MAIN Home Legal Guide Intellectual Property Law Inventions & Patents
Build a better mousetrap and the world will beat a path to your door.
- Ralph Waldo Emerson
Mousetrap patent, 1920
When inventors invent something, they usually want to protect their unique idea from being
copied and reused without their permission, and so to protect
their invention they obtain a patent.
The exact rules and regulations of patents differ from country
to country, although there are some international agreements
that attempt to regularize the patent process. In some countries,
for instance, intellectual property such as business models
cannot be patented, while in other countries they can be.
How to obtain a patent
speaking, the granting of a patent must fulfill three criteria.
invention must be new.
invention must be inventive, or what is called "non-obvious"
in the United States.
lastly, the invention must be useful or applicable in some
invention idea meets all these standards, it will generally receive
a patent and all the legal protection that a patent provides.
In the US, this generally entails the submission of drawings
by the inventor that must show every feature of the invention;
as well as a declaration, or "inventors oath" swearing
them to be the original and first inventor of the subject
matter of the patent application.
In most countries, the legal protection that a patent provides
will last for 20 years, whereupon the invention becomes part
of the public domain. A patent is in many ways treated legally
like a piece of property. Patents can be bought and sold. They can also be mortgaged, licensed, or given away.
If a person or company infringes on a patent in some way,
the patent holder can take the perpetrator to court and
often win a monetary settlement based on how grievous the
infringement was. It is in this way that patents are typically
enforced by the courts.
Patent law controversies
Patent law is certainly necessary, but in some cases also
has its share of criticism. Many people point out, for instance,
that pharmaceutical patents allow drug companies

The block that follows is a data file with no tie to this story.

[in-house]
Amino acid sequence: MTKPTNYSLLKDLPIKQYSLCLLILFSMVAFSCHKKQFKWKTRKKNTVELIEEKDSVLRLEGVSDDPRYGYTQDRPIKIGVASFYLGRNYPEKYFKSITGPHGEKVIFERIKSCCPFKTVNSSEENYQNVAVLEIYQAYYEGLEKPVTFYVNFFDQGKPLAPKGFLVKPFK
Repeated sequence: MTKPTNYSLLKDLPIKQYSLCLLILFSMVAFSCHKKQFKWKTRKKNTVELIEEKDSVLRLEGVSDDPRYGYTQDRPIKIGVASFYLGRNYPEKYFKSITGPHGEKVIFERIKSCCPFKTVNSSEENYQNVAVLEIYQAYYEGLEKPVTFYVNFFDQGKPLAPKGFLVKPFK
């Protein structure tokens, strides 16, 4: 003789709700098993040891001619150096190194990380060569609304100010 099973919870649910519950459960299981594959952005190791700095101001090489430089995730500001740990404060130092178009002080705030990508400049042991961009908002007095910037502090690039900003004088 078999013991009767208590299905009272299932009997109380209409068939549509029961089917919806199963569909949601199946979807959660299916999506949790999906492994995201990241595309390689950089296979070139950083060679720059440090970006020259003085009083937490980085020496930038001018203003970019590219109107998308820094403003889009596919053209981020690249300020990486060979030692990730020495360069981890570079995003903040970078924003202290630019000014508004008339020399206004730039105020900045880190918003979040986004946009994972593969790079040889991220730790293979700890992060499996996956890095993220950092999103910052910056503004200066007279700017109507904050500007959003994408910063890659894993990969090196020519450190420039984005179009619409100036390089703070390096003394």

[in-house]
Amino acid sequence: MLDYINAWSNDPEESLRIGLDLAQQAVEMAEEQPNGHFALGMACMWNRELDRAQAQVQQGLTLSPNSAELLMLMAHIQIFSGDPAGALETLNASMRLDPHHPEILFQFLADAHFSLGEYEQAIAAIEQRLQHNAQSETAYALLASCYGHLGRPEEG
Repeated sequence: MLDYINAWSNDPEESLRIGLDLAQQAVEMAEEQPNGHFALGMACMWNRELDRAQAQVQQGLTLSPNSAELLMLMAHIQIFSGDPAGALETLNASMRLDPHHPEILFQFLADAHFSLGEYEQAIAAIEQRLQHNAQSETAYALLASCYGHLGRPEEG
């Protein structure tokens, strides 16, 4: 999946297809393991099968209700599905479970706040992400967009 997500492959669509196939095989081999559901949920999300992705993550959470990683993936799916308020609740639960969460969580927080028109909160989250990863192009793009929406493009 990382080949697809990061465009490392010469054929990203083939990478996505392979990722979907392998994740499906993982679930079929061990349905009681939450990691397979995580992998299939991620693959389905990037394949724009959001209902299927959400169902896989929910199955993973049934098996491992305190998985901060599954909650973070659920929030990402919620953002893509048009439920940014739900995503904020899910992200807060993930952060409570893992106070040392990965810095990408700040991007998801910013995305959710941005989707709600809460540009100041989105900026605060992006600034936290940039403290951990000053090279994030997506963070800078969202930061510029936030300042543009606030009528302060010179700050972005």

to block the production of generic drugs and keep drug prices
artificially high, preventing the people who most need
those drugs from getting them.
In some particularly desperate third world countries for instance,
patent laws have been ignored entirely and some drugs, like
HIV treatments, are produced illegally. This of course violates
patent laws, but raises some interesting questions, such as which
kinds of inventions should be granted patents? What moral obligations do big corporations have if they put patent protection before the lives of the sick and poor?
More about inventions & patent law around the Web:
Just up ahead, learn more about patents at top sites offering insider tips on patent searches, how and where to complete applications online, typical submission costs, as well as broad overviews of patent law, invention history, and fun facts ....
States Patent and Trademark Office - The official site offering how-to guides for filing inventions,
copyrights and trademarks, facts and information on patent
law, related searchable databases, resources & glossary.
Intellectual Property Organization - International
clearinghouse of facts and information on copyright law,
trademarks, and industrial design, with a searchable database
of international patents, related glossary, Webcasts.
- Invention to Patent 101 - An extensive online
course with facts, information and guides to developing an
invention idea, the do's and don'ts of patent applications, how
to perform a patent search, detailed discussions on submission
drawings, typical costs, and related case studies.
Inventors - About.com guide with complete information for beginners
on inventions and patent law, sample forms and non-disclosure
contracts, invention history and fun facts, timelines.
The Great Idea Finder - Learn more about the history of inventions including the famous, not-so-famous, and forgotten inventions throughout history, with top Web resources leading to related biographies, fun facts, and invention trivia.
The information provided on these pages is intended as reference
only and does not constitute professional legal advice.